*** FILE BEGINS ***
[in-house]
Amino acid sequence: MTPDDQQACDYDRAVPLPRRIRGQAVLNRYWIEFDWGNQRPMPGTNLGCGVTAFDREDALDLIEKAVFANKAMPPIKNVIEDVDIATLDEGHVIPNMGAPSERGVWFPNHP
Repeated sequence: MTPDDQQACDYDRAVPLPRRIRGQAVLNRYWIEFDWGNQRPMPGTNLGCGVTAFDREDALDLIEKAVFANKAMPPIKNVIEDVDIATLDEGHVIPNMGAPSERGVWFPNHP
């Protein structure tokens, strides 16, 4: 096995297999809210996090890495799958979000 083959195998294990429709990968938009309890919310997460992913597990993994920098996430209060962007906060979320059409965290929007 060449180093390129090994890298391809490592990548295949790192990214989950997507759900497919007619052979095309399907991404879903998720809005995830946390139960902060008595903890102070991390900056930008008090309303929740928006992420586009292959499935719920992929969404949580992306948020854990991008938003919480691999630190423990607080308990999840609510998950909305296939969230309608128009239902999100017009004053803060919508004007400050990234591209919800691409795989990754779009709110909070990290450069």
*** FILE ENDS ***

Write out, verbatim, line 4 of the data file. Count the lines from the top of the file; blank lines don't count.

């Protein structure tokens, strides 16, 4: 096995297999809210996090890495799958979000 083959195998294990429709990968938009309890919310997460992913597990993994920098996430209060962007906060979320059409965290929007 060449180093390129090994890298391809490592990548295949790192990214989950997507759900497919007619052979095309399907991404879903998720809005995830946390139960902060008595903890102070991390900056930008008090309303929740928006992420586009292959499935719920992929969404949580992306948020854990991008938003919480691999630190423990607080308990999840609510998950909305296939969230309608128009239902999100017009004053803060919508004007400050990234591209919800691409795989990754779009709110909070990290450069």